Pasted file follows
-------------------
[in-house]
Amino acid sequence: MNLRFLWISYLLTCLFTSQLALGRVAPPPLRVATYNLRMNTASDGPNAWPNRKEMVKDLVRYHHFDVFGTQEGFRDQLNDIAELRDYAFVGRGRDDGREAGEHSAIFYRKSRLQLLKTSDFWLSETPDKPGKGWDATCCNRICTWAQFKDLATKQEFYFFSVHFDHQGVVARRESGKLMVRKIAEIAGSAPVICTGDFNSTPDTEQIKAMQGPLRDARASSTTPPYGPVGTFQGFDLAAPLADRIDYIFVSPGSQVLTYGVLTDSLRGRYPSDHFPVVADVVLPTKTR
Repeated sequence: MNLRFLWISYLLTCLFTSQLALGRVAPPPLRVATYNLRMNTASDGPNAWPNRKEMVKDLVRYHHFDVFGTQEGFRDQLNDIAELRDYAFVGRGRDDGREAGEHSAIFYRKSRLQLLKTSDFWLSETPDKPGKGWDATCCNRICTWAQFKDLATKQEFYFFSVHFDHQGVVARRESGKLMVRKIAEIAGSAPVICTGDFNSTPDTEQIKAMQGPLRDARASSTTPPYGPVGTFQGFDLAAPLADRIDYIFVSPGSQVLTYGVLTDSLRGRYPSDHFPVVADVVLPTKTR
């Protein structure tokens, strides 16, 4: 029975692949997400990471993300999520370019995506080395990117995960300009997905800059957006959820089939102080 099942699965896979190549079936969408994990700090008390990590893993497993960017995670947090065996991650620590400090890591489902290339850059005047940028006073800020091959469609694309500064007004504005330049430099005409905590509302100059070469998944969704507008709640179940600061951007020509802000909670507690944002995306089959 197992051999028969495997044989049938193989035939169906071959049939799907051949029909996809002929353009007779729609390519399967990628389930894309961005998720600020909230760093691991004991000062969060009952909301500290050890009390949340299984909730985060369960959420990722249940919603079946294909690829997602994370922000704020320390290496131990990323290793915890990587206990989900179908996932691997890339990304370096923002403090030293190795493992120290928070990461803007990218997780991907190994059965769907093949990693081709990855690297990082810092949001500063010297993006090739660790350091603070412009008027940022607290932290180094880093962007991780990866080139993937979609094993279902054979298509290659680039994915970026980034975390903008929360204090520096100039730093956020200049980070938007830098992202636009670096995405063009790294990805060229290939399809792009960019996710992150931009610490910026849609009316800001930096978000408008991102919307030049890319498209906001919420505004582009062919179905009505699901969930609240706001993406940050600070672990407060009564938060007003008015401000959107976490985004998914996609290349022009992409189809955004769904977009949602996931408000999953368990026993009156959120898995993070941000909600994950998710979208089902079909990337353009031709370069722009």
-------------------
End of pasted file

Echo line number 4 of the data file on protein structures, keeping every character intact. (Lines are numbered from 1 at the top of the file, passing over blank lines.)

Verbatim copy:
């Protein structure tokens, strides 16, 4: 029975692949997400990471993300999520370019995506080395990117995960300009997905800059957006959820089939102080 099942699965896979190549079936969408994990700090008390990590893993497993960017995670947090065996991650620590400090890591489902290339850059005047940028006073800020091959469609694309500064007004504005330049430099005409905590509302100059070469998944969704507008709640179940600061951007020509802000909670507690944002995306089959 197992051999028969495997044989049938193989035939169906071959049939799907051949029909996809002929353009007779729609390519399967990628389930894309961005998720600020909230760093691991004991000062969060009952909301500290050890009390949340299984909730985060369960959420990722249940919603079946294909690829997602994370922000704020320390290496131990990323290793915890990587206990989900179908996932691997890339990304370096923002403090030293190795493992120290928070990461803007990218997780991907190994059965769907093949990693081709990855690297990082810092949001500063010297993006090739660790350091603070412009008027940022607290932290180094880093962007991780990866080139993937979609094993279902054979298509290659680039994915970026980034975390903008929360204090520096100039730093956020200049980070938007830098992202636009670096995405063009790294990805060229290939399809792009960019996710992150931009610490910026849609009316800001930096978000408008991102919307030049890319498209906001919420505004582009062919179905009505699901969930609240706001993406940050600070672990407060009564938060007003008015401000959107976490985004998914996609290349022009992409189809955004769904977009949602996931408000999953368990026993009156959120898995993070941000909600994950998710979208089902079909990337353009031709370069722009």